The tongue-tied -- at work or in love -- have two helpful new primers. Perpetually cheery Minneapolis "flirting expert" Jill Spiegel, with an assist from husband Joe Brozic, offers "How to Talk to Anyone About Anything: The Secrets to Connecting." Spiegel, who's been featured on "The Oprah Winfrey Show," "The Today Show" and in People magazine, fills her breezy little book (110 pages, $12, widely available) with entertaining anecdotes and advice for talking to braggarts, people with different beliefs than yours and those Minnesota stalwarts, "passive-aggressives." Hint for the latter: Gently ask, "What do you mean?" It works wonders, Spiegel promises.
Those moved by the luscious (and fictitious) bedtime book of love letters read by Carrie to Big in the "Sex and the City" film will be happy to know that a real book now exists. "Love Letters of Great Men" (St. Martin's Press, $16.95, edited by Ursula Doyle) includes missives and poetry interspersed with brief biographies of dozens of romantic fellows, from Charles Darwin to Mozart to Robert Browning. And Ludwig, of course: "Ever thine. Ever mine. Ever ours."
Stephanie Ross, 44, and Wendy Lutter, 41, also understand the power of words. The longtime friends from St. Paul have launched "Empoword" (www.thinkempoword.com) as a simple, yet compelling, call to action. Their clean and bright products feature inspirational words carefully paired with everyday objects: "breathe" on a water bottle, "gratitude" on a coffee mug, "balance" on a soft and calming baby blue T-shirt; "love" and "giggle" on tiny pins. But Ross, a holistic health practitioner, and Lutter, who has an MBA in marketing, hope their words will lead to more than smiles.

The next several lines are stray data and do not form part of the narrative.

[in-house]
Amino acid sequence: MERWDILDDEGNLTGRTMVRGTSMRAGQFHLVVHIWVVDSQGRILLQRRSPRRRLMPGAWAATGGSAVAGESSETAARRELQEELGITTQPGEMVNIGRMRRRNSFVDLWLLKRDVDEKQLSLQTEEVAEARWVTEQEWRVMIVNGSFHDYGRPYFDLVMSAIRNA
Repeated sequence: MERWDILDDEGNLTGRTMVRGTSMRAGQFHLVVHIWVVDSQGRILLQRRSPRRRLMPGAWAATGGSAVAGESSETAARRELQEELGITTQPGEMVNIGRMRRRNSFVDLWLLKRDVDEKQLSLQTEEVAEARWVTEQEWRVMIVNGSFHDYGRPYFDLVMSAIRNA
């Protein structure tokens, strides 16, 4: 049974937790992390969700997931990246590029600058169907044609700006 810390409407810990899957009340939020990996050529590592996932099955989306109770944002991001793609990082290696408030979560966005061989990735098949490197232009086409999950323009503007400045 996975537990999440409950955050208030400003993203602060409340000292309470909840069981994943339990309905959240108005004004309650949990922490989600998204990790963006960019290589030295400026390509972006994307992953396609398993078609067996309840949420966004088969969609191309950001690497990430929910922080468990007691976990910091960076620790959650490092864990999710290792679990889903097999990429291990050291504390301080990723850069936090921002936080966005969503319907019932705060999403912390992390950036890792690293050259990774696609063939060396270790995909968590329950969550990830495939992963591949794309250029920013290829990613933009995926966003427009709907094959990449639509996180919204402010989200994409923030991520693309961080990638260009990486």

"It's a simple way to put your inspiration in front of you," Lutter says. "Having 'gratitude' on a mug gives them a chance to forget about their 401(k) for a moment and bring what's good into their lives."
Anyone who's lost feeling in their outer ear after being part of a school- or church-related telephone tree should listen up: You now have Phonevite (www.phonevite.com). The free service allows you to send a prerecorded message from your cell phone to up to 25 people at once. The message plays when recipients pick up, or it remains on their answering machine. It's a fast way to notify large groups about game cancellations, holiday parties, births or whom to vote for in 2012.
Parents of children with autism have a new ally. Autism Allies, a nonprofit organization based in Buffalo, Minn., has launched a website (www.autismallies.org) to help parents find professional services and financial support. The organization also will fund research to "solve the mysteries of autism and eventually find a cure," president Roger Strege said. Autism is the nation's fastest-growing developmental disability, he said, with more than 1.5 million Americans affected.
Those silly zoo animals! Not a single one can tie its shoes. Can your child help? The adorable, hands-on book "The Zoo's Shoes" by Lynn Brunelle and Emilie Chollat (Workman, $12) teaches your preschooler how to tie shoes by helping Crocodile and friends tie theirs. Recommended for ages 4 and up, the book comes with a certificate for your little expert. Hold the Velcro.
Gail Rosenblum • 612-673-7350